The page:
In 2009, I discovered that two funds – one, a closed-end fund; the other, an ETF – had engaged in securities lending to help boost income. Some mutual funds lend securities that they own to other investors, such as hedge funds, for shorting purposes. In exchange for lending the securities, the funds receive cash collateral, which they can invest at money market rates, and perhaps a fee. The funds continue to hold the loaned securities as an asset and also book an asset and corresponding liability for the cash collateral on their balance sheets.
I wonder whether investors in those funds realize that these fund managers have essentially made it much easier for someone else to bet against the securities that they indirectly own. In one case, the closed-end fund discloses this practice clearly. Any investor who takes the time to read its financial statements would learn about the practice. In the other, the ETF discloses only the cash collateral in total assets. An observant investor would have to first recognize that the cash collateral is excluded from the fund’s reported net assets, in order to make an educated guess that the ETF was lending securities. (In that case, I called the fund company which readily admitted to the practice.)
Investors, if fully aware, would probably not look on this practice favorably. Certainly, if I were an investor in those funds, I would write a letter to the manager asking it to stop the practice. The fund may lose a small amount of income in doing so, but I would still prefer that the fund’s managers not engage in practices that work against the value of my investment.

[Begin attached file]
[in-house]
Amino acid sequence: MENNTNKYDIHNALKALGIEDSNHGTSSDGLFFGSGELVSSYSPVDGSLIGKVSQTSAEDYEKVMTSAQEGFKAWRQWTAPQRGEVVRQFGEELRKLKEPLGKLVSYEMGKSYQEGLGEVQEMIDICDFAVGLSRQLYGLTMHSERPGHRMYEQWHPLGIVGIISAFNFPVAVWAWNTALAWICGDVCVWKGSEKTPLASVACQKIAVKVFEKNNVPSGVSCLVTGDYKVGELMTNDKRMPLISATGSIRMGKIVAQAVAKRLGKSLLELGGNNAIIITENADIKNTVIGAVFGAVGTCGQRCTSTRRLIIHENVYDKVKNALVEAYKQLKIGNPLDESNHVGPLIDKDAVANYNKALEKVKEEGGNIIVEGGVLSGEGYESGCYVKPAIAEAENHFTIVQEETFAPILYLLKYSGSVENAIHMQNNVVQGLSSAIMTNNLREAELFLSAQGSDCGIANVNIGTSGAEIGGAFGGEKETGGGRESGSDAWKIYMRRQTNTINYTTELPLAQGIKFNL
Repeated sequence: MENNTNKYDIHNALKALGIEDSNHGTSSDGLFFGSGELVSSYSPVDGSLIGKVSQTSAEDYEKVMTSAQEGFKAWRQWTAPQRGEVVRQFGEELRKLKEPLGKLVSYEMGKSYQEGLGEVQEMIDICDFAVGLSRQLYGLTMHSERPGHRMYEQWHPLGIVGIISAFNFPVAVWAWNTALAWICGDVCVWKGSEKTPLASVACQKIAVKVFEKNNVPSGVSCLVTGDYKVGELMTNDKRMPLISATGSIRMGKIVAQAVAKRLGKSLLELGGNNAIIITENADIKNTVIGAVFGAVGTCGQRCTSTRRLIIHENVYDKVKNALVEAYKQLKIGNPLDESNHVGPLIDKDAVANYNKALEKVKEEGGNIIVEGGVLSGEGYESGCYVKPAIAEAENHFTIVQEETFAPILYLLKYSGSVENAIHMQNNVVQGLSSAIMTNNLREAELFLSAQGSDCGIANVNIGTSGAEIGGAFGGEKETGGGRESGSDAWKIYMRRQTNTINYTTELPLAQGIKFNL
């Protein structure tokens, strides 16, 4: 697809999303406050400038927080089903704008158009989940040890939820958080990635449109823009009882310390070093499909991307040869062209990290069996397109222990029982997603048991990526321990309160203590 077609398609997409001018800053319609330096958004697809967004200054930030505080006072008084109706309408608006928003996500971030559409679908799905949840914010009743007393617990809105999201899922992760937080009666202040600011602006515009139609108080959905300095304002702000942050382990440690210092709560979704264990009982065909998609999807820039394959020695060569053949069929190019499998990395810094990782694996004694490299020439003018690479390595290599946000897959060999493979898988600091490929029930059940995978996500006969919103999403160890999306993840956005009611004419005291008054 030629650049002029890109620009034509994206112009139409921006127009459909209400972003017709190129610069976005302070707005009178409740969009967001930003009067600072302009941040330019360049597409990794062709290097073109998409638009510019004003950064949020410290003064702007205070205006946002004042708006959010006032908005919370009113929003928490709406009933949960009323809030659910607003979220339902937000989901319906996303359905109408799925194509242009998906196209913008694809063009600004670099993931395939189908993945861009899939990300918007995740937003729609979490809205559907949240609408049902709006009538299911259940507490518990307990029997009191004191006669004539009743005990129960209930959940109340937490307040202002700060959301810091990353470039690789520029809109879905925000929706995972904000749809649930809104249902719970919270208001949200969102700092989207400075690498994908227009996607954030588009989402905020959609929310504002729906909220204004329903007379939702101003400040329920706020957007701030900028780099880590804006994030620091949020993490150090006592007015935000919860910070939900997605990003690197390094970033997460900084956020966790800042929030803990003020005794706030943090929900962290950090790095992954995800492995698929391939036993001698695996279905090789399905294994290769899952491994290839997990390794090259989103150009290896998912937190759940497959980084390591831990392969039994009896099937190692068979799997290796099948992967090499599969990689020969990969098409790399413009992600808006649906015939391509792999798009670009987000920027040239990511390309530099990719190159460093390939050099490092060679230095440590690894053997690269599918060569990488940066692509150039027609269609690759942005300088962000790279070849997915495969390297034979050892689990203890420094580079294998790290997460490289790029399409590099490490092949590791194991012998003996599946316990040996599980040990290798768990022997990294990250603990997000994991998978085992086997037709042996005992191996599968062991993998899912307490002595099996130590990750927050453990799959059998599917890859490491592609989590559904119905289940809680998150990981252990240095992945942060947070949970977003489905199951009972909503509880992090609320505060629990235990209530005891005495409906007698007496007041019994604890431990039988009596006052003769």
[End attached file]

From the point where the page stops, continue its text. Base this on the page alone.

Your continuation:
The practice of shorting has become much more widespread over the past two decades with the rise of hedge funds. It presents a much greater risk today to the overall market because more investors will seek to profit from declining security prices in a weak economic environment. Consequently, it can add to the severity of a market decline and raise market volatility. Traders may like this, but investors should not. Given the risk of rapidly falling share prices, it is not surprising that the SEC placed a moratorium on short selling to protect financial services stocks during the financial crisis. What is surprising is that the SEC continues to allow shorting at all.
Proponents of shorting say that it helps make the market more efficient. That may be true in many cases, but I do not believe that we need to allow shorting to gain that efficiency. Potential gains from shorting can motivate investors to bring out the bad news, but it also provides an incentive to exaggerate and misrepresent the facts, which can cause undue harm to the price of a stock.
Proper and timely disclosures about company and industry problems can be achieved with less risk of exaggeration, if analysts were encouraged to discuss more thoroughly in their research reports and other communications a company’s shortcomings along with its strengths. For example, few analysts focus on important financial reporting issues today. Companies also spend little time, either privately or in open forums, discussing their financial reporting practices with analysts. Investors must also adopt and maintain a long-term perspective to encourage companies to make such disclosures without the fear that investors will simply sell their stock en masse whenever bad news is reported.
In my view, only designated market makers should have the right to short a stock and then, only for the purpose of providing liquidity to the market (i.e. to make trading in a given security more efficient).
If the SEC does not take steps to address the problem of shorting, investors should. They can do so by sponsoring resolutions to prohibit their funds from engaging in the practice. This may not eliminate the practice of shorting, but it should help to limit it.
Originally published on January 20, 2009. Revised on May 6, 2014.
Stephen P. Percoco
16 W. Elizabeth Avenue, Suite 4
Linden, New Jersey 07036